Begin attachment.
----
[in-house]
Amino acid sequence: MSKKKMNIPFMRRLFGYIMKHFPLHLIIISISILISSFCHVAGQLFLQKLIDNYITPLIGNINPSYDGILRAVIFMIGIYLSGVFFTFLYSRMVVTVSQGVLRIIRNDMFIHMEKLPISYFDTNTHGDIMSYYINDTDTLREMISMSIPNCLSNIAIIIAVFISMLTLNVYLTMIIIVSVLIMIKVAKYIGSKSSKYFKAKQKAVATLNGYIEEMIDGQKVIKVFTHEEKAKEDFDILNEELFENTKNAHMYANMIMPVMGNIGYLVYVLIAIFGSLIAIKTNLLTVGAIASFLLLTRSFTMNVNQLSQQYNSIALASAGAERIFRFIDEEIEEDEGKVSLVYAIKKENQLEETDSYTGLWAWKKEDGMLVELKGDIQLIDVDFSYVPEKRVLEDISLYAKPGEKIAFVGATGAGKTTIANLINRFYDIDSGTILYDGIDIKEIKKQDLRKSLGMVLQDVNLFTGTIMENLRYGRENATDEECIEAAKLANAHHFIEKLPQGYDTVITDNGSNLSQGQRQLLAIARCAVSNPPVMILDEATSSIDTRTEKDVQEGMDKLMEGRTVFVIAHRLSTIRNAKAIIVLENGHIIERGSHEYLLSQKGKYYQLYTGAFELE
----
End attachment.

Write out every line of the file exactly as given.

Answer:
[in-house]
Amino acid sequence: MSKKKMNIPFMRRLFGYIMKHFPLHLIIISISILISSFCHVAGQLFLQKLIDNYITPLIGNINPSYDGILRAVIFMIGIYLSGVFFTFLYSRMVVTVSQGVLRIIRNDMFIHMEKLPISYFDTNTHGDIMSYYINDTDTLREMISMSIPNCLSNIAIIIAVFISMLTLNVYLTMIIIVSVLIMIKVAKYIGSKSSKYFKAKQKAVATLNGYIEEMIDGQKVIKVFTHEEKAKEDFDILNEELFENTKNAHMYANMIMPVMGNIGYLVYVLIAIFGSLIAIKTNLLTVGAIASFLLLTRSFTMNVNQLSQQYNSIALASAGAERIFRFIDEEIEEDEGKVSLVYAIKKENQLEETDSYTGLWAWKKEDGMLVELKGDIQLIDVDFSYVPEKRVLEDISLYAKPGEKIAFVGATGAGKTTIANLINRFYDIDSGTILYDGIDIKEIKKQDLRKSLGMVLQDVNLFTGTIMENLRYGRENATDEECIEAAKLANAHHFIEKLPQGYDTVITDNGSNLSQGQRQLLAIARCAVSNPPVMILDEATSSIDTRTEKDVQEGMDKLMEGRTVFVIAHRLSTIRNAKAIIVLENGHIIERGSHEYLLSQKGKYYQLYTGAFELE